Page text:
Tumour microenvironment - Macrophage polarisation
Tumour-associated macrophages ("TAMs") are the most abundant leukocytes in tumour stroma and derive from tissue-resident macrophages or from recruited inflammatory monocytes conditioned by the tumour microenvironment ("TME"). In tumour surroundings, stromal and tumour factors lead to an immunosuppresive TME that disrupts the tumoricidal function of macrophages. The application of our NDD approach, with omics data and network biology, could help to discover new drugs in an area of biological complexity. Read more about this programme in the downloads section and the bottom of this page.
Tumour microenvironment - T reg cell function
Regulatory T cells ("Tregs"), present throughout the body, are essential for the prevention of autoimmunity and for the maintenance of immune homeostasis. Tregs also play a pivotal role in inducing tumour-specific immune tolerance. Infiltration of tumours with high numbers of Tregs is often associated with poor clinical prognosis. Breaking down tumour-specific tolerance is a key step in the development of effective and durable cancer immunotherapy, with Tregs a key target. Our NDD approach may be used to identify small molecules that can attenuate intra-tumoral Treg functions and stability. Read more about this programme in the downloads section and the bottom of this page.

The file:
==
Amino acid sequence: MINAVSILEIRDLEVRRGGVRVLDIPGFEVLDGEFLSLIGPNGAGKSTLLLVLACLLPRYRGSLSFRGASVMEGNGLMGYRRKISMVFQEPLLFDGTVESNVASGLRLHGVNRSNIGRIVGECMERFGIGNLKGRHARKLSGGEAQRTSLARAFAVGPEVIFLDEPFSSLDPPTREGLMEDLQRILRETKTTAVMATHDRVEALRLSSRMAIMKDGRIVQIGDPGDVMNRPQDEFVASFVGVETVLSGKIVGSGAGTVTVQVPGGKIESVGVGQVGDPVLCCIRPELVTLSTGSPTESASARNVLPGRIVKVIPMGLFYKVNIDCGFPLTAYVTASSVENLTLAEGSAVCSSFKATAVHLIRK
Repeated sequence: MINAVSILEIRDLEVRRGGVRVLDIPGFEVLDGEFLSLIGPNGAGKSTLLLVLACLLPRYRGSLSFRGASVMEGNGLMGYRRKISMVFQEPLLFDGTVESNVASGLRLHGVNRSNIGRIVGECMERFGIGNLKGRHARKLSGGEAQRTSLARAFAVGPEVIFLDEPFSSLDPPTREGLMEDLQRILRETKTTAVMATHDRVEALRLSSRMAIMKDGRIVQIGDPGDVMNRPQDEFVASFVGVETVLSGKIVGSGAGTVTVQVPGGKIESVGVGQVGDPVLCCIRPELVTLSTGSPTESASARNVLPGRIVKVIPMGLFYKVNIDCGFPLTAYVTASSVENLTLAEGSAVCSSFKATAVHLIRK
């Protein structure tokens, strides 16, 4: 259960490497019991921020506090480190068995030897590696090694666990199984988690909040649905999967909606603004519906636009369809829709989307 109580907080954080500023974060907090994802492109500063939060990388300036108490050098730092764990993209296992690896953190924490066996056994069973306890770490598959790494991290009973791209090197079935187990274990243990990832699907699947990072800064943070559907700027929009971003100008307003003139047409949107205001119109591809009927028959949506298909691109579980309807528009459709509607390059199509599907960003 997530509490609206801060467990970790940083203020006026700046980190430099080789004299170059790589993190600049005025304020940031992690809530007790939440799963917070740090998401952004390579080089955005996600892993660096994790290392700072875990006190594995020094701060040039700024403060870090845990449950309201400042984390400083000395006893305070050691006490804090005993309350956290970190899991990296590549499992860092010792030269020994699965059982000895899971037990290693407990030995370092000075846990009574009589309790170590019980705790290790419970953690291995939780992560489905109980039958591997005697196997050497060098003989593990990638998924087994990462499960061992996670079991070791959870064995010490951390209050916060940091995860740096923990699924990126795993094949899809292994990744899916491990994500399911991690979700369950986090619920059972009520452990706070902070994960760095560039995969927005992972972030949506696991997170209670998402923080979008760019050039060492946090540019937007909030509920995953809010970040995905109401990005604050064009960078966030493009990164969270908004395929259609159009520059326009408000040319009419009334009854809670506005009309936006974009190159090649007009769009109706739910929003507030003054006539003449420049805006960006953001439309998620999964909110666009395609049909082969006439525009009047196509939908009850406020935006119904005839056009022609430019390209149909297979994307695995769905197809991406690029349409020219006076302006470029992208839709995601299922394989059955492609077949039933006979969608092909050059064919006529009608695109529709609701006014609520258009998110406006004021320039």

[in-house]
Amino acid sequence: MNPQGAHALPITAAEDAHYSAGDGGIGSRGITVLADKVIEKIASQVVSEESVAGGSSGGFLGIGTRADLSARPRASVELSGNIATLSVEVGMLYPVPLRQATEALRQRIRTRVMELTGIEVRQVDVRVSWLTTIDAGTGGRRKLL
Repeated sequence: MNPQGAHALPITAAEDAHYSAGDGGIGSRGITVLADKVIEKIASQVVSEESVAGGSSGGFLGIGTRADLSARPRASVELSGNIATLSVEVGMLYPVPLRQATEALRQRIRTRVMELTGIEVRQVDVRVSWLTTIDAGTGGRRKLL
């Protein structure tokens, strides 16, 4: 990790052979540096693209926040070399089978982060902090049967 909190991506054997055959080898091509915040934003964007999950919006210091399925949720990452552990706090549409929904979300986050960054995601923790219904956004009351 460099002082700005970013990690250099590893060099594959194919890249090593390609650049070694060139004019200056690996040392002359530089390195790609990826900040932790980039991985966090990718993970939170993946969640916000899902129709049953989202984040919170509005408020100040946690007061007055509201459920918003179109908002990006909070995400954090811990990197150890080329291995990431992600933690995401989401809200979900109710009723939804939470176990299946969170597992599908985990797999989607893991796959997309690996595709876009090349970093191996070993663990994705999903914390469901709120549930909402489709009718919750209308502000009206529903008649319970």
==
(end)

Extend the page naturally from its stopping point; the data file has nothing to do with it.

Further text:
Neurodegeneration – Proteostasis
Neurodegenerative diseases are increasing in prevalence, with no curative therapies currently available. Many neurodegenerative diseases are characterised by the presence of disease-specific misfolded proteins. There have been a number of high profile failures of therapeutics targeting disease-specific misfolded proteins. Targeting processes occurring downstream of protein misfolding may be more rewarding than targeting individual aberrant proteins. Our NDD approach may be used to identify small molecules that can be tested for their effects on the unfolded protein response. Read more about this programme in the downloads section and the bottom of this page.